In a Crisis, Emotions Are as Important as the Words

Survival concept, business man with gas mask isolated on white When a crisis hits, people don’t actually hear the words of reassurance. They listen with their emotions. Health officials have repeatedly explained to the public that you can only become infected with the Ebola virus through direct contact with bodily fluids.

But polls reveal that a majority of Americans fear they can catch the virus through incidental contact and have little confidence in their government’s ability to manage the crisis. …Read more…

You Can’t Rush the Chicken and Undercook the Training

chicken with cutlery and chef's hat“Ripeness is all”…William Shakespeare

It happens often. The phone rings, and on the other end is a panicked voice asking for an appointment for speaker training right away. “When are you speaking?” we ask. “Next May,” he replies (over six months from now).

Don’t Rush the Chicken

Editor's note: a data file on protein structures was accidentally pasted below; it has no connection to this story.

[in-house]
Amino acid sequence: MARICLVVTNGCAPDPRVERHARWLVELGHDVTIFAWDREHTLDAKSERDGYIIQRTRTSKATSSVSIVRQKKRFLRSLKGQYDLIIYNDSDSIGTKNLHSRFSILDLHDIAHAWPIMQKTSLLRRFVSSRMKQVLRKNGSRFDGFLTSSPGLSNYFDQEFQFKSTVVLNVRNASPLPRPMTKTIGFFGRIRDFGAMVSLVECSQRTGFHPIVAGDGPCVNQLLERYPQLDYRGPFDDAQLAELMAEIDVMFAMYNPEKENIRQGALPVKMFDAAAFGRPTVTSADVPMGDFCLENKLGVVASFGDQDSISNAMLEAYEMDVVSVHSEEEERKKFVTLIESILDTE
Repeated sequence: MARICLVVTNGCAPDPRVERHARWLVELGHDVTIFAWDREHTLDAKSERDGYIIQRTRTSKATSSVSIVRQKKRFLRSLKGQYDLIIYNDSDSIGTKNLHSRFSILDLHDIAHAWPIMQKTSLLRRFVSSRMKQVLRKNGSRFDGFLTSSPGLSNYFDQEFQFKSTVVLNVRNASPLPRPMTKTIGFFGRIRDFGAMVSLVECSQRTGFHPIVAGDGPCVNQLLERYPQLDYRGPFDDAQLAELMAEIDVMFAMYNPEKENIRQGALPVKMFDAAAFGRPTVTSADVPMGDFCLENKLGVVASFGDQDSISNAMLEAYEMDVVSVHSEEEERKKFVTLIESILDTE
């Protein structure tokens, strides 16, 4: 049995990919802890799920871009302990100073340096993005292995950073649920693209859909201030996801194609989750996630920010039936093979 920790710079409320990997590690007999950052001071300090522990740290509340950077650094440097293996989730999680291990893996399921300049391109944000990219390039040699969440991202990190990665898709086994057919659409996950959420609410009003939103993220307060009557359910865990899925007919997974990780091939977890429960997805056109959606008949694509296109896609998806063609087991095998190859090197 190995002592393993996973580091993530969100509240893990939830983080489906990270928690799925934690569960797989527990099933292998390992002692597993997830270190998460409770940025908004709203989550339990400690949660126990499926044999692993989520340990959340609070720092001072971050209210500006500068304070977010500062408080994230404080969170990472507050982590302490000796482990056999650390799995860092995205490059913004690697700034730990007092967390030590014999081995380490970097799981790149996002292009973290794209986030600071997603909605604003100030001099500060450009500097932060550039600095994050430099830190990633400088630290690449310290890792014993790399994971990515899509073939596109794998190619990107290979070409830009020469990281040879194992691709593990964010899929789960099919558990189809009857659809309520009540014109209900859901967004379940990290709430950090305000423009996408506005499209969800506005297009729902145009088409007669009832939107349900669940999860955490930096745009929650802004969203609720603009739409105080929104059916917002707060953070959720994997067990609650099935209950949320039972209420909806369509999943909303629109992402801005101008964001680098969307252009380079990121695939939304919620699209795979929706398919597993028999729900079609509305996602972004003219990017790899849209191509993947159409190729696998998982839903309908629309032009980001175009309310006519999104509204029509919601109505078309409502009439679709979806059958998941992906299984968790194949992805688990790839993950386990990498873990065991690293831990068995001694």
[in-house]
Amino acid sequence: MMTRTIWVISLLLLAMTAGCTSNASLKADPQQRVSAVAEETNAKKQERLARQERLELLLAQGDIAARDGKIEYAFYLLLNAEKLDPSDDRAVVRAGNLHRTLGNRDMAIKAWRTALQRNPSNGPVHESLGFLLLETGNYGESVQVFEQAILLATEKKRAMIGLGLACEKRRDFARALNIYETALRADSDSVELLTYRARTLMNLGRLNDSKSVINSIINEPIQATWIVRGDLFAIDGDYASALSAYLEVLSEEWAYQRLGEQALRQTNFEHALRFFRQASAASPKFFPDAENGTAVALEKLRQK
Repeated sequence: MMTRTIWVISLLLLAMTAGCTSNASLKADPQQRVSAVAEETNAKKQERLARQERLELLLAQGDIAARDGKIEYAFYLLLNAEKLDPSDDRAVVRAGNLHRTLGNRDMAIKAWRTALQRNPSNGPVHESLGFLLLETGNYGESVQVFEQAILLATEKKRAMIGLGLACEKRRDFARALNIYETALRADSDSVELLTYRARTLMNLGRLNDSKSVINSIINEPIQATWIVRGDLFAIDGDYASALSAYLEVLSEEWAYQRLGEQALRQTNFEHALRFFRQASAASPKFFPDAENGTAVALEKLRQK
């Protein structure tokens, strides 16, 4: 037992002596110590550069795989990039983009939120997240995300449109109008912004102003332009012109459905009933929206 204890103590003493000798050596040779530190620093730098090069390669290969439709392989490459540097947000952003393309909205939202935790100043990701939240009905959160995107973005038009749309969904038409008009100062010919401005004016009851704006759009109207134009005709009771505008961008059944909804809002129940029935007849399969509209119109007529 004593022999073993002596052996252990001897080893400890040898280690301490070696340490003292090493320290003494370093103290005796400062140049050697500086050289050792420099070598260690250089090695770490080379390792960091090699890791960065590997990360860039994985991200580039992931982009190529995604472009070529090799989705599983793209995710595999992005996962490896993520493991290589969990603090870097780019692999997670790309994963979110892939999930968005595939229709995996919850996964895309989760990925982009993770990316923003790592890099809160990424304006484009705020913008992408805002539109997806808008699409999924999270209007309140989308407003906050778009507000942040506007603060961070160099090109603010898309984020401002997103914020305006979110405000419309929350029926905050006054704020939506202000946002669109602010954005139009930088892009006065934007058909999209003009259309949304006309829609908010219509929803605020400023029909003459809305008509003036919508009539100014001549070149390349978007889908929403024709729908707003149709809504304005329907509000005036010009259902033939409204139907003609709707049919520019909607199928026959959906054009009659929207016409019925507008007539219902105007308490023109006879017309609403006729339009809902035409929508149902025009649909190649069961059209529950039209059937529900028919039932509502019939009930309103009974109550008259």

Training is like cooking a chicken – take it out too soon and it’s raw and not ready to eat. You can’t rush the chicken, just like you can’t rush the training. The process works smoothly when …Read more…

How to Command the Room as the Keynote Speaker

conductorYou often hear someone say after a conference, “Wow, the speaker really took command of the room.” If you ask him what he means by “take command,” he might have trouble explaining the concept. That’s because it’s not easy to describe the subtle techniques that great speakers use to command the audience’s attention during their presentation.

From the Moment You Enter

One technique to use to become a great speaker is to plan your entrance. You immediately begin to establish your authority by striding in with a sense of purpose, your head held high while …Read more…

Treat Every Networking Interaction Like a Job Interview

pay it forwardWhen you’ve had years of experience and developed a wide network of business colleagues and friends, you’re inevitably asked if you’d be willing to provide career advice to younger professionals who are building their careers.

We’ve certainly been happy to oblige. It’s called “paying it forward,” or responding to a kindness someone showed you by being kind to someone else.

Showing Your Respect

But the person on the receiving end of your advice has the responsibility of showing appreciation for the kindness. This may sound like an old-fashioned notion, but it’s not. …Read more…